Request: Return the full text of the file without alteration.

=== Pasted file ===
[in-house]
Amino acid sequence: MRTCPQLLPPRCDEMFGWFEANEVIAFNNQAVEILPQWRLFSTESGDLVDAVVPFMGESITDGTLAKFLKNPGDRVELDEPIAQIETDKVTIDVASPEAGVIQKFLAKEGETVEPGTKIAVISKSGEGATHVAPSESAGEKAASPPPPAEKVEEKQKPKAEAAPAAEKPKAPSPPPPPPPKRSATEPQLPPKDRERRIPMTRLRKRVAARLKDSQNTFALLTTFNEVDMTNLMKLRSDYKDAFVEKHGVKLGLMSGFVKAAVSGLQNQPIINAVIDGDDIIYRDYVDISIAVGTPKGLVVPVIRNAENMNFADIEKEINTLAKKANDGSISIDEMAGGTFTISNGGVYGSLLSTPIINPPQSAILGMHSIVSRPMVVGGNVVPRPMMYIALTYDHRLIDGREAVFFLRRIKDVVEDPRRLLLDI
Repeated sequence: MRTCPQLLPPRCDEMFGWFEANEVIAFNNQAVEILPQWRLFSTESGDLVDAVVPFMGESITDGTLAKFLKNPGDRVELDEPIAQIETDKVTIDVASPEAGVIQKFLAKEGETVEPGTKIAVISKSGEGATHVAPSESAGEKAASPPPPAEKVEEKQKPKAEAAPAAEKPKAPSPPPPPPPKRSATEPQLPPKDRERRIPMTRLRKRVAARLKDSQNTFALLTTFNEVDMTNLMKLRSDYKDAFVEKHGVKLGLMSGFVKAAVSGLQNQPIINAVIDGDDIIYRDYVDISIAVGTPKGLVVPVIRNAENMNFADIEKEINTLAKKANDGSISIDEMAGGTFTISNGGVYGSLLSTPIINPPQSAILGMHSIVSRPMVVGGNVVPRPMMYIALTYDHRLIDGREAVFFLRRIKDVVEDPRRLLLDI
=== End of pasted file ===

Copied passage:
[in-house]
Amino acid sequence: MRTCPQLLPPRCDEMFGWFEANEVIAFNNQAVEILPQWRLFSTESGDLVDAVVPFMGESITDGTLAKFLKNPGDRVELDEPIAQIETDKVTIDVASPEAGVIQKFLAKEGETVEPGTKIAVISKSGEGATHVAPSESAGEKAASPPPPAEKVEEKQKPKAEAAPAAEKPKAPSPPPPPPPKRSATEPQLPPKDRERRIPMTRLRKRVAARLKDSQNTFALLTTFNEVDMTNLMKLRSDYKDAFVEKHGVKLGLMSGFVKAAVSGLQNQPIINAVIDGDDIIYRDYVDISIAVGTPKGLVVPVIRNAENMNFADIEKEINTLAKKANDGSISIDEMAGGTFTISNGGVYGSLLSTPIINPPQSAILGMHSIVSRPMVVGGNVVPRPMMYIALTYDHRLIDGREAVFFLRRIKDVVEDPRRLLLDI
Repeated sequence: MRTCPQLLPPRCDEMFGWFEANEVIAFNNQAVEILPQWRLFSTESGDLVDAVVPFMGESITDGTLAKFLKNPGDRVELDEPIAQIETDKVTIDVASPEAGVIQKFLAKEGETVEPGTKIAVISKSGEGATHVAPSESAGEKAASPPPPAEKVEEKQKPKAEAAPAAEKPKAPSPPPPPPPKRSATEPQLPPKDRERRIPMTRLRKRVAARLKDSQNTFALLTTFNEVDMTNLMKLRSDYKDAFVEKHGVKLGLMSGFVKAAVSGLQNQPIINAVIDGDDIIYRDYVDISIAVGTPKGLVVPVIRNAENMNFADIEKEINTLAKKANDGSISIDEMAGGTFTISNGGVYGSLLSTPIINPPQSAILGMHSIVSRPMVVGGNVVPRPMMYIALTYDHRLIDGREAVFFLRRIKDVVEDPRRLLLDI